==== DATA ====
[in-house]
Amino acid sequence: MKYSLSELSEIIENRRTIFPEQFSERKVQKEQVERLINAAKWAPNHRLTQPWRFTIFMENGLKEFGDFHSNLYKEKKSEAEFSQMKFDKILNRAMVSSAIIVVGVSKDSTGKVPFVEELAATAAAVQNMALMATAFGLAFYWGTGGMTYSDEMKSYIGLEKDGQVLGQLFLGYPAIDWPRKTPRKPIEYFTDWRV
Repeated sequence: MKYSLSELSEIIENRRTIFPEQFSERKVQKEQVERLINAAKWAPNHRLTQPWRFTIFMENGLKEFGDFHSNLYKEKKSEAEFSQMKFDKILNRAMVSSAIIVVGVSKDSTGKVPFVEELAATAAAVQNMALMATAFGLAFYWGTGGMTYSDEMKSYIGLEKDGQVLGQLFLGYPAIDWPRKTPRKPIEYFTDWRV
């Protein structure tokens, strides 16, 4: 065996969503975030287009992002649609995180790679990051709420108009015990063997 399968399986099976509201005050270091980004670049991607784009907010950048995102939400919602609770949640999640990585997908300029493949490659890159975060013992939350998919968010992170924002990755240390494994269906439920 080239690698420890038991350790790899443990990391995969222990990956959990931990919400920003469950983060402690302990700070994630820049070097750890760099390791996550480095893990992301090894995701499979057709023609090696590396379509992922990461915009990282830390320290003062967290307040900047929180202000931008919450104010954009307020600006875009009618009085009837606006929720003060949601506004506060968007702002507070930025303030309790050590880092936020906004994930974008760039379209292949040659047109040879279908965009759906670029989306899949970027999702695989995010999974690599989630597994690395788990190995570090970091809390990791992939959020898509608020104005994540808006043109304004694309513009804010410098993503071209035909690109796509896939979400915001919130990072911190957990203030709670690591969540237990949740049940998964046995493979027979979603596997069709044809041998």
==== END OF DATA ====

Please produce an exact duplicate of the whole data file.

[in-house]
Amino acid sequence: MKYSLSELSEIIENRRTIFPEQFSERKVQKEQVERLINAAKWAPNHRLTQPWRFTIFMENGLKEFGDFHSNLYKEKKSEAEFSQMKFDKILNRAMVSSAIIVVGVSKDSTGKVPFVEELAATAAAVQNMALMATAFGLAFYWGTGGMTYSDEMKSYIGLEKDGQVLGQLFLGYPAIDWPRKTPRKPIEYFTDWRV
Repeated sequence: MKYSLSELSEIIENRRTIFPEQFSERKVQKEQVERLINAAKWAPNHRLTQPWRFTIFMENGLKEFGDFHSNLYKEKKSEAEFSQMKFDKILNRAMVSSAIIVVGVSKDSTGKVPFVEELAATAAAVQNMALMATAFGLAFYWGTGGMTYSDEMKSYIGLEKDGQVLGQLFLGYPAIDWPRKTPRKPIEYFTDWRV
């Protein structure tokens, strides 16, 4: 065996969503975030287009992002649609995180790679990051709420108009015990063997 399968399986099976509201005050270091980004670049991607784009907010950048995102939400919602609770949640999640990585997908300029493949490659890159975060013992939350998919968010992170924002990755240390494994269906439920 080239690698420890038991350790790899443990990391995969222990990956959990931990919400920003469950983060402690302990700070994630820049070097750890760099390791996550480095893990992301090894995701499979057709023609090696590396379509992922990461915009990282830390320290003062967290307040900047929180202000931008919450104010954009307020600006875009009618009085009837606006929720003060949601506004506060968007702002507070930025303030309790050590880092936020906004994930974008760039379209292949040659047109040879279908965009759906670029989306899949970027999702695989995010999974690599989630597994690395788990190995570090970091809390990791992939959020898509608020104005994540808006043109304004694309513009804010410098993503071209035909690109796509896939979400915001919130990072911190957990203030709670690591969540237990949740049940998964046995493979027979979603596997069709044809041998």